Saudi Arabia will need investment of 500 billion riyals ($133.3 billion) in electricity projects over the next ten years to cope with rising power demand, its electricity and water minister said on Sunday.
Minister Abdullah al-Hussayen told an industry conference the country expects peak electricity to hit 90,000 megawatts (MW) in 2022. Installed capacity is around 70,000 MW now.
Saudi Electricity, the largest power producer in the kingdom said in September peak electricity load hit its highest level ever in August driven by local demand for power during the summer. SEC's peak load rose by 10.2 percent to 62,260 MW from 56,547 MW a year earlier.
"The expansion plan in the sector...requires the execution of electricity projects for the next ten years whose costs will exceed 500 billion riyals and in which the private sector is expected to take part," Hussayen said.
Hussayen said contracts to build an electricity grid to connect Saudi Arabia and Egypt would be signed before mid-2016, and the project would operate at full capacity before mid-2019.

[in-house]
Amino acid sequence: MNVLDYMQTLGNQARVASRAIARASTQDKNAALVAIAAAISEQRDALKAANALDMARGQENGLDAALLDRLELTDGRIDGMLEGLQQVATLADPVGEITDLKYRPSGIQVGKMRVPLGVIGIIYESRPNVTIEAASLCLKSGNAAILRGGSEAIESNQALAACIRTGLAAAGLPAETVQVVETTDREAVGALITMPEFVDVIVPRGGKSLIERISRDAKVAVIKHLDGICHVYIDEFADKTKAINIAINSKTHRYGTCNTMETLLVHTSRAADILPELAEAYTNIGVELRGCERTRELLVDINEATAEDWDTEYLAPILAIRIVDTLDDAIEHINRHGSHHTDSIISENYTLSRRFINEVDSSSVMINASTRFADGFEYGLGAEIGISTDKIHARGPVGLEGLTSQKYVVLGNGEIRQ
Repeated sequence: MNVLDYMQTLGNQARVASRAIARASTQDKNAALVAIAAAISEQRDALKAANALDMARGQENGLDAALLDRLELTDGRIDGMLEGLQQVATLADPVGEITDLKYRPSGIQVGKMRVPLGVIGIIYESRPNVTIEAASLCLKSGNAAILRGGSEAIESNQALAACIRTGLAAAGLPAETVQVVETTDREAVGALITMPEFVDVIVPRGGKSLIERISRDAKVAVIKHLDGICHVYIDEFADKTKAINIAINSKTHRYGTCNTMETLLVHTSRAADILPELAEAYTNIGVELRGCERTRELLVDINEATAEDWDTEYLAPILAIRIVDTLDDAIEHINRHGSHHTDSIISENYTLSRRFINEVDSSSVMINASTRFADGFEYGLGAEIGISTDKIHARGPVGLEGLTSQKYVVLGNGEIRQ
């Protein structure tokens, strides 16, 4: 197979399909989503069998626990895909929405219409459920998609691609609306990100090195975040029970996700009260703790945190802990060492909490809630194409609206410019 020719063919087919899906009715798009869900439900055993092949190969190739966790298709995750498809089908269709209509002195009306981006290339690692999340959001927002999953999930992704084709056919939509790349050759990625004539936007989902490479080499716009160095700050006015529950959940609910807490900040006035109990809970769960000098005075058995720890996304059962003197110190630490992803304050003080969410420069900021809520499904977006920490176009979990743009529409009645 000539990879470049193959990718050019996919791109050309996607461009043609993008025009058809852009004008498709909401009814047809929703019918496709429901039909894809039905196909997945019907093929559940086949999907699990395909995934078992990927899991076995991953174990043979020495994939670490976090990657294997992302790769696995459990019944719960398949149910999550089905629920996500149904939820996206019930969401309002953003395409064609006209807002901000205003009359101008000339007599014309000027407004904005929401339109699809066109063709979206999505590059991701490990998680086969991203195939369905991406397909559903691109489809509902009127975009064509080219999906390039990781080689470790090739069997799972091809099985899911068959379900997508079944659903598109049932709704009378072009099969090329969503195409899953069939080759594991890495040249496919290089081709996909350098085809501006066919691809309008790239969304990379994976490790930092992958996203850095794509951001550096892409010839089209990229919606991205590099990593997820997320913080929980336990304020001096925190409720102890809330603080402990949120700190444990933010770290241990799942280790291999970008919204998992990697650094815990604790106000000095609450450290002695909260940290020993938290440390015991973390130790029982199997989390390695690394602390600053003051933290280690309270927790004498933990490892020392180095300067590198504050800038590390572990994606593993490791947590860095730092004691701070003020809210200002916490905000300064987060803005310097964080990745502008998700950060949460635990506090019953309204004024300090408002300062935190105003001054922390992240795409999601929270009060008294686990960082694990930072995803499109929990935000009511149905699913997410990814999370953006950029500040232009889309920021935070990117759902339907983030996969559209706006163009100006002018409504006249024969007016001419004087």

The project aims to allow power trading between the two countries. Peak-time summer power consumption in Saudi Arabia falls between noon and mid-afternoon, when air conditioners are used most intensively, while in Egypt the peak is after sunset.
Deputy oil minister Prince Abdulaziz Bin Salman told the same conference Saudi energy consumption was expected to grow by 4-5 percent annually in the next few years, reaching double its current level by 2030 if no efficiency measures are taken.
Domestic energy consumption was around 38 percent of the total oil and gas resources produced in the kingdom, he said, repeating the kingdom would save 1.5 million barrels per day of oil equivalent by 2030 with an efficiency programme he is supervising.
An extra 850,000 boepd would be saved with higher efficiency from power and water desalination plants as well as better use of feedstock for petrochemicals, which account for 19 percent of the total energy consumption in the kingdom, he added.
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